The trout in Arkansas didn’t have a chance.
Not with Mike Hull — Penn State’s de facto leader on defense — standing in the middle of the stream.
Hull, who recently took a spring break trip to the Deep South with roommate Brad Bars, said the two of them combined to catch nearly 100 rainbow and brown trout over the multiday fishing expedition, is looking to have comparable success in the middle of the Nittany Lions’ linebacker corps.
“I don’t think it will be too much different,” Hull said. “Just the locality and getting everyone set and lined up and making all the checks. I think that will be the main thing. As long as I can take care of getting everyone set up I think I’ll be good to go.”
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Glenn Carson handled middle linebacker duties last season and Michael Mauti was the Nittany Lions’ defensive voice two years ago. Through their final seasons, Hull slotted in beside each of them on the outside. He got a taste of playing in the middle toward the end of 2012 after Mauti went down with a knee injury.
In terms of assignments, the switch hasn’t been tough for Hull.
Although a nagging right knee injury dogged him all of last season, Hull has been one of Penn State’s most athletic linebackers since he’s been in Happy Valley. His coverage skills were counted on in crucial third down situations in 2012. His speed to the outside was evident when his number was called on blitzes and when chasing down running backs from the backside.
But unlike Mauti, who was known for his fiery personality and the ease with which he spoke his mind, Hull has always preferred to lead by example. Like Carson, also a cerebral player who let his actions speak for themselves, the switch to the inside has encouraged Hull to find his voice this spring.
“That’s definitely forcing him to be a little more vocal on the defense,” junior cornerback Jordan Lucas said. “Which is a great thing because he’s talking every play. Every single play you hear Mike Hull’s voice letting us know what the call is, putting the defensive line in the right shifts and letting us know our looks.”
Hull got an early start during winter workouts. A new coaching staff provided extra motivation for Hull. He wanted to establish himself as a grizzled veteran willing to push his teammates and make a good first impression on James Franklin and his staff.
The former Canon-McMillan star who helped his high school wrestling team clinch the 2010 WPIAL Class AAA championship wrestling with a serious shoulder injury, earned immediate respect from his new position coach Brent Pry.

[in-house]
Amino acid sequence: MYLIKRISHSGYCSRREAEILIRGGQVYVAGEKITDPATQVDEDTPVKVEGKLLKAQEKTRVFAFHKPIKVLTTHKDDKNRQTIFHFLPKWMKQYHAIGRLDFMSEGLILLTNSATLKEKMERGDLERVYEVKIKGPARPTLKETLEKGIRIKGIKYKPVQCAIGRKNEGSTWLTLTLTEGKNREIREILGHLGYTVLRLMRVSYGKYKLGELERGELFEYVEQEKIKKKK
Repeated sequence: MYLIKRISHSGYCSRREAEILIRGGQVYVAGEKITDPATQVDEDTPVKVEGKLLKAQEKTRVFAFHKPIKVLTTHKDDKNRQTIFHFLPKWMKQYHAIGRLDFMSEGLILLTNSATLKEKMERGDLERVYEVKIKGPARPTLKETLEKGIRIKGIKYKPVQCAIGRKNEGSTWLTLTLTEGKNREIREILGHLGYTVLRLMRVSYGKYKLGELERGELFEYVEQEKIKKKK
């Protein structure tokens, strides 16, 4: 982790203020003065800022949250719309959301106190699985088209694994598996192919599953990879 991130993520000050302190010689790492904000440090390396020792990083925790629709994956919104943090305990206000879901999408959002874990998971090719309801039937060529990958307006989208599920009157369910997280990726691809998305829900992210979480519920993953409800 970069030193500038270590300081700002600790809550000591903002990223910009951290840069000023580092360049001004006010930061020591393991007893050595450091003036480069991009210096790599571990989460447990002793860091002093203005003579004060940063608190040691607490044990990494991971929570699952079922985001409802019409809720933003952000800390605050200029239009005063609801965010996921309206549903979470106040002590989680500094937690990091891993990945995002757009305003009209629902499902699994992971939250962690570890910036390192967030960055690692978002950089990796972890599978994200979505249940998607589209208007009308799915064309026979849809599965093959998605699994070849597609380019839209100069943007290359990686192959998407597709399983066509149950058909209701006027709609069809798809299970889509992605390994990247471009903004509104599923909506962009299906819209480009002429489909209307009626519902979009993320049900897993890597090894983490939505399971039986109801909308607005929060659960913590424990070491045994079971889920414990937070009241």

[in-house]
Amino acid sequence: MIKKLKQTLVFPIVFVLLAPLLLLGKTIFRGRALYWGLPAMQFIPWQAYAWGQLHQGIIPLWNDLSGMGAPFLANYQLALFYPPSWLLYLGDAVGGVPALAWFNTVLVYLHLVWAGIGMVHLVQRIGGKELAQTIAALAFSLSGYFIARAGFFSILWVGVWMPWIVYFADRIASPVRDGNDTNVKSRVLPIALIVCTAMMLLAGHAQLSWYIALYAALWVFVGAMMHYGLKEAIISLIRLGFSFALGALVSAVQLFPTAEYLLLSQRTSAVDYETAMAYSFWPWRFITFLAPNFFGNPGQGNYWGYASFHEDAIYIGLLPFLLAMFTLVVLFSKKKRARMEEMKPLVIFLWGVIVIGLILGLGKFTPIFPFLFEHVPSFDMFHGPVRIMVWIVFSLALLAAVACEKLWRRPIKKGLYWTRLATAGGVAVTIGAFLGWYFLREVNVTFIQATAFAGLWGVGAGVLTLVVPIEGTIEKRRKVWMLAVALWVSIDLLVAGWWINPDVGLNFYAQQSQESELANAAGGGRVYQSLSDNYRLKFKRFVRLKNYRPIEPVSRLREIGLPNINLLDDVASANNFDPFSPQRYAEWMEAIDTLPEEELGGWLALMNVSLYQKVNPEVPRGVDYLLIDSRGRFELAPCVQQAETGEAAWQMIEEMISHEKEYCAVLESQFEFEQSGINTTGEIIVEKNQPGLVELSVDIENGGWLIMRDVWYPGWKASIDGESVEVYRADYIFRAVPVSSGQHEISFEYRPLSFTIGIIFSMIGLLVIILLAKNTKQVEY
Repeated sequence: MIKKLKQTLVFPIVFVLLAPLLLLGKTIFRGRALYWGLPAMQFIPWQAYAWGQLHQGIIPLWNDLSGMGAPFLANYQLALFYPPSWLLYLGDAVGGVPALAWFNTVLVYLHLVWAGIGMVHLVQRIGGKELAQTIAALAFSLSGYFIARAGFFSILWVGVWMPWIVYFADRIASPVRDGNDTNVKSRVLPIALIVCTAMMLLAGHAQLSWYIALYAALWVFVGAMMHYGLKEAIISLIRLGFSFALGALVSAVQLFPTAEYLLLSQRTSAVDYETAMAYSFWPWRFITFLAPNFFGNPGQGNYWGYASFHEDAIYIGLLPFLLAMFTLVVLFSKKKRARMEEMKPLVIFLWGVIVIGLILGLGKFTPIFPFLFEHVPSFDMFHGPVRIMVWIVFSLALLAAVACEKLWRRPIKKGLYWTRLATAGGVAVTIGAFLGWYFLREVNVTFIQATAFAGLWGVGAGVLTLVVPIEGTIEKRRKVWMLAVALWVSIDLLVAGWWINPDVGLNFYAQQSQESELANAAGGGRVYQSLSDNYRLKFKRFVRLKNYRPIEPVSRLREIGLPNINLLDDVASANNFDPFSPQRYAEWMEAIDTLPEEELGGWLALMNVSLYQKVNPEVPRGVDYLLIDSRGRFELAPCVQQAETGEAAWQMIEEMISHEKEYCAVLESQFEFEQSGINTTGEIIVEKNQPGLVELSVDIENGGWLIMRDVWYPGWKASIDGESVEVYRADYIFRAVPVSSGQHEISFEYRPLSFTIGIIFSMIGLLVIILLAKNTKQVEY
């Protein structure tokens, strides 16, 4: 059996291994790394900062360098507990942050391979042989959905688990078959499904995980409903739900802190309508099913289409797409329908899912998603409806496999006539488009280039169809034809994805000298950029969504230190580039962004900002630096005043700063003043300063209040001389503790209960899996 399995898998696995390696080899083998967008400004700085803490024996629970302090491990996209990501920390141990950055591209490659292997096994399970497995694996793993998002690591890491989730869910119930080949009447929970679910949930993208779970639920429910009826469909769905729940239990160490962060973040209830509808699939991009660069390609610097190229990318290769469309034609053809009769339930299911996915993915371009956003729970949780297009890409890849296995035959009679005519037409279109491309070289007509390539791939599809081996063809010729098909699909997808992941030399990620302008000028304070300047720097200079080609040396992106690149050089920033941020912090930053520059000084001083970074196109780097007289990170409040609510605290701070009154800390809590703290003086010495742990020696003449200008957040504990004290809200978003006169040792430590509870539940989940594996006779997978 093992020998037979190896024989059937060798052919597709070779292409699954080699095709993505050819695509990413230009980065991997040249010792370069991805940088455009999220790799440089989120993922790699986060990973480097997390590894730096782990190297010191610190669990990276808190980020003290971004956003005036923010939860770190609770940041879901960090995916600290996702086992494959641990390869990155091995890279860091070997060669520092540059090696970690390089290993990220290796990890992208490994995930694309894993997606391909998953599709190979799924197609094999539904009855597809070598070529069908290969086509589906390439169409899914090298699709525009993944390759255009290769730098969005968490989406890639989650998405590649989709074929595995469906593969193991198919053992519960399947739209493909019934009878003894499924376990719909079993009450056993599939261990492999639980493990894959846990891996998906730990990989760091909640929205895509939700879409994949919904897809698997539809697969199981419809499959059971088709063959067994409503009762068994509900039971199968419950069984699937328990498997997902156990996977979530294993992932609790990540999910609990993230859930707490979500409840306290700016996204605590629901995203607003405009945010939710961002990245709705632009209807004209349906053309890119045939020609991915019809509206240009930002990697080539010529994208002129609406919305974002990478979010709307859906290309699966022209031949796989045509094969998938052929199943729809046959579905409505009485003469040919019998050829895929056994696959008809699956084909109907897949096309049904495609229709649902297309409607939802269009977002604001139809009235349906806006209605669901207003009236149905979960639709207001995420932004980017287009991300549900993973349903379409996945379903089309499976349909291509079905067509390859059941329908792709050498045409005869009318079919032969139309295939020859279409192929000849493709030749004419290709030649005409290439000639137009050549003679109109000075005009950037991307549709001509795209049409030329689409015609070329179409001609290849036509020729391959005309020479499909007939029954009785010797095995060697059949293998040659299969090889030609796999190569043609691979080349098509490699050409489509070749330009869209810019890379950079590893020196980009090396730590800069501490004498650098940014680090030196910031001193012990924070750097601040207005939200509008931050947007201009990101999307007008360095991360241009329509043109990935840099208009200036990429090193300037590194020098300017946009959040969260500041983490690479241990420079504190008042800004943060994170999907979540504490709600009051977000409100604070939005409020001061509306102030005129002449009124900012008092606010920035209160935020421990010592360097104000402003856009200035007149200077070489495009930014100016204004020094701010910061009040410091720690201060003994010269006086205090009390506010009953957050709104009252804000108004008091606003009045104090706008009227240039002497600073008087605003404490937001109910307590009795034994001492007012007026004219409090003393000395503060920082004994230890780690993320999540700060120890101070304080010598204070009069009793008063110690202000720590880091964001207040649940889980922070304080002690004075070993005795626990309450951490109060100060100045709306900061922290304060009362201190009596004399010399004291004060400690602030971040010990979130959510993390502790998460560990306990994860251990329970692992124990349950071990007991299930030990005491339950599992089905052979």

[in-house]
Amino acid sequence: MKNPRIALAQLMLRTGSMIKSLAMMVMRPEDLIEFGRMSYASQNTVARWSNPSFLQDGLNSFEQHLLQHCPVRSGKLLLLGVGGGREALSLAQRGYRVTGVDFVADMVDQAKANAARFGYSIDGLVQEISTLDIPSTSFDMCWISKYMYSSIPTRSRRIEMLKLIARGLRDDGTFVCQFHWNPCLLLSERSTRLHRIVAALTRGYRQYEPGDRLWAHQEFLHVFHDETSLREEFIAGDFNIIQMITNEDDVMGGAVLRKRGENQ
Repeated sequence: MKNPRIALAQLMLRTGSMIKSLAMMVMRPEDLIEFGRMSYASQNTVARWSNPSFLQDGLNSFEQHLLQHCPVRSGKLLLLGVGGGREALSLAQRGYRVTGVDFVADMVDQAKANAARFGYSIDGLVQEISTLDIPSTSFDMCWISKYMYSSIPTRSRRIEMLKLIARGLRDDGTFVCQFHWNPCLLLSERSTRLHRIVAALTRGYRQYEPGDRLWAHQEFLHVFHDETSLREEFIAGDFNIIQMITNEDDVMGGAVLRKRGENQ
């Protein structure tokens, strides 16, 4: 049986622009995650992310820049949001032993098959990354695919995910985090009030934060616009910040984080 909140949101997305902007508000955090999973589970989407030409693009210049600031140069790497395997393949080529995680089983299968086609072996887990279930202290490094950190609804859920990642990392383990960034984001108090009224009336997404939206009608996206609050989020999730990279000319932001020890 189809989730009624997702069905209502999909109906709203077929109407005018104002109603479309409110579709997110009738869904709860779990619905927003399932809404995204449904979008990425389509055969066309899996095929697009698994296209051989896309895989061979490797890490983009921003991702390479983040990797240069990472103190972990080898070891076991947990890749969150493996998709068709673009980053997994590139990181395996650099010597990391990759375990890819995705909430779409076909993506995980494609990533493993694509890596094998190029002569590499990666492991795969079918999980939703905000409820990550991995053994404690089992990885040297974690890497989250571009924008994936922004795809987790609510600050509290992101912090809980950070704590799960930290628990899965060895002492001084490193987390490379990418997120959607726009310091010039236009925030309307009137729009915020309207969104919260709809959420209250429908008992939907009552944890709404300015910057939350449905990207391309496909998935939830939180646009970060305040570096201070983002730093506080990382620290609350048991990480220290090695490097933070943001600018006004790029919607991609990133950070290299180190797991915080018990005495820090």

Shortly after he was named to Franklin’s staff, Pry described Hull as a “blue-collar, square-jawed player” full of grit and ripe with leadership qualities after observing him completing explosive reps and barking at his teammates in the weight room.
“Last year I was a lead-by-example guy,” Hull said. “That’s kind of how I’ve been my whole career here, just work hard. But now I realize that I have to step up and talk and set everybody where they need to be and do what I’ve got to do to get the best out of everybody.”
Hull said he started to realize that role would likely fall to him toward the end of last season. But it was more of a forced realization.
Carson’s college career was approaching its end and it was hard for Hull to lead by example when he couldn’t play up to his own lofty standards. The knee sprain he suffered in the season opener against Syracuse caused him to miss two games and most of a third.
Playing with a bulky brace, often strapped over athletic tape and a heavy bandage, Hull admitted on Thursday that the injury slowed him and robbed him of his explosiveness for much of the season. Carson noted the effect the injury had on his friend after Hull was unable to finish the Central Florida game.
But Carson insisted the 2013 defense got a boost when Hull returned. Despite missing time, Hull finished second on the team with 61 tackles, 5 1/2 behind Carson who led the team.
Now, Hull is hoping to provide a bigger boost with a clean bill of health — he’s practiced without the knee brace — and ample opportunities and added confidence to speak up.
Unlike Mauti and Carson who were flanked by linebackers with more experience, Hull will be tasked with leading a greener group.
Penn State’s other most experienced returning linebackers — sophomores Nyeem Wartman and Brandon Bell — combined for just nine starts and were in and out of the lineup last season. Junior Ben Kline is being held out of contact drills this spring as he is still recovering from a torn chest muscle.
“Mike Mauti, Glenn last year, really I’m trying to get to the point where Mauti was at, letting them know and just being intense out there every single time,” Hull said. “I think I’ve learned a lot since spring ball started on how to be an effective, vocal leader out there. And I think it’s really starting to show and take off.”